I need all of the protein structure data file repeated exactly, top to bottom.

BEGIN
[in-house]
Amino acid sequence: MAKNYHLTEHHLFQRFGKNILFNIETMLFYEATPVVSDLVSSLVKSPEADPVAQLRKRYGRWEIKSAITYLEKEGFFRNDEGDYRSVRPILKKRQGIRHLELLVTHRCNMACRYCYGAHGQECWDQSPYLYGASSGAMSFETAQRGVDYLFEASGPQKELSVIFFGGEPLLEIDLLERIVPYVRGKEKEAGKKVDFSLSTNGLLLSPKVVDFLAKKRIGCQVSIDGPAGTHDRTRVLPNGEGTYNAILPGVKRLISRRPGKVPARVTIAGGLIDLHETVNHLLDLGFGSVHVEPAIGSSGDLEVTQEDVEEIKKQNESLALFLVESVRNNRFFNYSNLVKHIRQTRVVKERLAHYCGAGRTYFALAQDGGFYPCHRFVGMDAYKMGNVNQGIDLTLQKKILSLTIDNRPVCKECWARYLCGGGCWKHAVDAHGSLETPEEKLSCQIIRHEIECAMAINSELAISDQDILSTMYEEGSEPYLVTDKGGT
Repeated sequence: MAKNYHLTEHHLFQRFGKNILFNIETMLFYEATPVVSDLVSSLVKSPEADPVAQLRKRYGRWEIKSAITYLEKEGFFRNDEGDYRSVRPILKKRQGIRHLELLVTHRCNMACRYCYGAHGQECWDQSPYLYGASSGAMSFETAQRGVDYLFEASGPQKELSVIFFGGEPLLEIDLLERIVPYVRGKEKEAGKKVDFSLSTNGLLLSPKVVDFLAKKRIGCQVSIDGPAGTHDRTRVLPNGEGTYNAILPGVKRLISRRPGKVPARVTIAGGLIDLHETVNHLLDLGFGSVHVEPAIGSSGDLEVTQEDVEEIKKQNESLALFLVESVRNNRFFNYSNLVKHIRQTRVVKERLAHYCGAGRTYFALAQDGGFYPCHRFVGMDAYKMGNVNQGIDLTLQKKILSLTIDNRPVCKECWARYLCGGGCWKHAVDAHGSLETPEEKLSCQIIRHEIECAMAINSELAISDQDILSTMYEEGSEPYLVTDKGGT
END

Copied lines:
[in-house]
Amino acid sequence: MAKNYHLTEHHLFQRFGKNILFNIETMLFYEATPVVSDLVSSLVKSPEADPVAQLRKRYGRWEIKSAITYLEKEGFFRNDEGDYRSVRPILKKRQGIRHLELLVTHRCNMACRYCYGAHGQECWDQSPYLYGASSGAMSFETAQRGVDYLFEASGPQKELSVIFFGGEPLLEIDLLERIVPYVRGKEKEAGKKVDFSLSTNGLLLSPKVVDFLAKKRIGCQVSIDGPAGTHDRTRVLPNGEGTYNAILPGVKRLISRRPGKVPARVTIAGGLIDLHETVNHLLDLGFGSVHVEPAIGSSGDLEVTQEDVEEIKKQNESLALFLVESVRNNRFFNYSNLVKHIRQTRVVKERLAHYCGAGRTYFALAQDGGFYPCHRFVGMDAYKMGNVNQGIDLTLQKKILSLTIDNRPVCKECWARYLCGGGCWKHAVDAHGSLETPEEKLSCQIIRHEIECAMAINSELAISDQDILSTMYEEGSEPYLVTDKGGT
Repeated sequence: MAKNYHLTEHHLFQRFGKNILFNIETMLFYEATPVVSDLVSSLVKSPEADPVAQLRKRYGRWEIKSAITYLEKEGFFRNDEGDYRSVRPILKKRQGIRHLELLVTHRCNMACRYCYGAHGQECWDQSPYLYGASSGAMSFETAQRGVDYLFEASGPQKELSVIFFGGEPLLEIDLLERIVPYVRGKEKEAGKKVDFSLSTNGLLLSPKVVDFLAKKRIGCQVSIDGPAGTHDRTRVLPNGEGTYNAILPGVKRLISRRPGKVPARVTIAGGLIDLHETVNHLLDLGFGSVHVEPAIGSSGDLEVTQEDVEEIKKQNESLALFLVESVRNNRFFNYSNLVKHIRQTRVVKERLAHYCGAGRTYFALAQDGGFYPCHRFVGMDAYKMGNVNQGIDLTLQKKILSLTIDNRPVCKECWARYLCGGGCWKHAVDAHGSLETPEEKLSCQIIRHEIECAMAINSELAISDQDILSTMYEEGSEPYLVTDKGGT